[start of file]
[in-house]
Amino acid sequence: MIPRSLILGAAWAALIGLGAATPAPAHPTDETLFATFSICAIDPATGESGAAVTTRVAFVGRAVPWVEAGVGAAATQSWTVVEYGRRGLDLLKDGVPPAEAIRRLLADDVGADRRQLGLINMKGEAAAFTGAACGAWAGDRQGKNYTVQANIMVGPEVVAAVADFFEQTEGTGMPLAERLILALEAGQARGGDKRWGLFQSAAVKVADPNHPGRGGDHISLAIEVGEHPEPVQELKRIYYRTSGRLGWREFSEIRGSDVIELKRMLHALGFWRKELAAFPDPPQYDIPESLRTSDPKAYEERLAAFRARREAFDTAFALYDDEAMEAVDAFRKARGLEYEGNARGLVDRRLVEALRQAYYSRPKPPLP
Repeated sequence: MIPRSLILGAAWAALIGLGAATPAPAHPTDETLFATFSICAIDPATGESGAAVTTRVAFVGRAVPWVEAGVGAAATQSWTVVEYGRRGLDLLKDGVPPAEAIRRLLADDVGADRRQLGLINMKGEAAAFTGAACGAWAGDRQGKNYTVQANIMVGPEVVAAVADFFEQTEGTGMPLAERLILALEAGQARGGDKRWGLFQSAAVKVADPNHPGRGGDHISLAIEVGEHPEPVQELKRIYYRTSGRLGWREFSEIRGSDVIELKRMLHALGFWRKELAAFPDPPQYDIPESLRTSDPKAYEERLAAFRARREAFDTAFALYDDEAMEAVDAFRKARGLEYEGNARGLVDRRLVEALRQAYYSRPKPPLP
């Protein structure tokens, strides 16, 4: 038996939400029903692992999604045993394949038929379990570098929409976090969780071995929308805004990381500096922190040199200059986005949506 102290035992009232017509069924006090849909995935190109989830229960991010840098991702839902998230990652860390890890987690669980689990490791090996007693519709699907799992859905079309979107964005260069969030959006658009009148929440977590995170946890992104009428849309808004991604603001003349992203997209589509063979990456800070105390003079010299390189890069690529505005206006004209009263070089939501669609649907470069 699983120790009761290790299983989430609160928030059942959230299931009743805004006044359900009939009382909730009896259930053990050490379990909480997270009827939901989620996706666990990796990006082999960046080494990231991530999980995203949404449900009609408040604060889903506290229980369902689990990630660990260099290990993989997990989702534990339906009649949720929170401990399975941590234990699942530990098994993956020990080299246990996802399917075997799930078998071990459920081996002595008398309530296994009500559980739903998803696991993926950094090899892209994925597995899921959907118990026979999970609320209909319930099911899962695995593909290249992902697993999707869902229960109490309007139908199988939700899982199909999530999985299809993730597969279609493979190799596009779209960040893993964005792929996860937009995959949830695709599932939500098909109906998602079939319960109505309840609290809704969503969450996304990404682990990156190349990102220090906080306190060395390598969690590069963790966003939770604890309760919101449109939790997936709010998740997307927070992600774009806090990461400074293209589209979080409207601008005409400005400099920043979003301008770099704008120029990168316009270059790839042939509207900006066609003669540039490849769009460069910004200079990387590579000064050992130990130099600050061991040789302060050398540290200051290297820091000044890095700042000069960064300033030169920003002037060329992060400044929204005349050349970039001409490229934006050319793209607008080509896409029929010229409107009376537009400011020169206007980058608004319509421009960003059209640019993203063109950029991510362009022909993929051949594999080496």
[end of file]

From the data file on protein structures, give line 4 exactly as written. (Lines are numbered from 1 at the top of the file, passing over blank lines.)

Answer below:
């Protein structure tokens, strides 16, 4: 038996939400029903692992999604045993394949038929379990570098929409976090969780071995929308805004990381500096922190040199200059986005949506 102290035992009232017509069924006090849909995935190109989830229960991010840098991702839902998230990652860390890890987690669980689990490791090996007693519709699907799992859905079309979107964005260069969030959006658009009148929440977590995170946890992104009428849309808004991604603001003349992203997209589509063979990456800070105390003079010299390189890069690529505005206006004209009263070089939501669609649907470069 699983120790009761290790299983989430609160928030059942959230299931009743805004006044359900009939009382909730009896259930053990050490379990909480997270009827939901989620996706666990990796990006082999960046080494990231991530999980995203949404449900009609408040604060889903506290229980369902689990990630660990260099290990993989997990989702534990339906009649949720929170401990399975941590234990699942530990098994993956020990080299246990996802399917075997799930078998071990459920081996002595008398309530296994009500559980739903998803696991993926950094090899892209994925597995899921959907118990026979999970609320209909319930099911899962695995593909290249992902697993999707869902229960109490309007139908199988939700899982199909999530999985299809993730597969279609493979190799596009779209960040893993964005792929996860937009995959949830695709599932939500098909109906998602079939319960109505309840609290809704969503969450996304990404682990990156190349990102220090906080306190060395390598969690590069963790966003939770604890309760919101449109939790997936709010998740997307927070992600774009806090990461400074293209589209979080409207601008005409400005400099920043979003301008770099704008120029990168316009270059790839042939509207900006066609003669540039490849769009460069910004200079990387590579000064050992130990130099600050061991040789302060050398540290200051290297820091000044890095700042000069960064300033030169920003002037060329992060400044929204005349050349970039001409490229934006050319793209607008080509896409029929010229409107009376537009400011020169206007980058608004319509421009960003059209640019993203063109950029991510362009022909993929051949594999080496």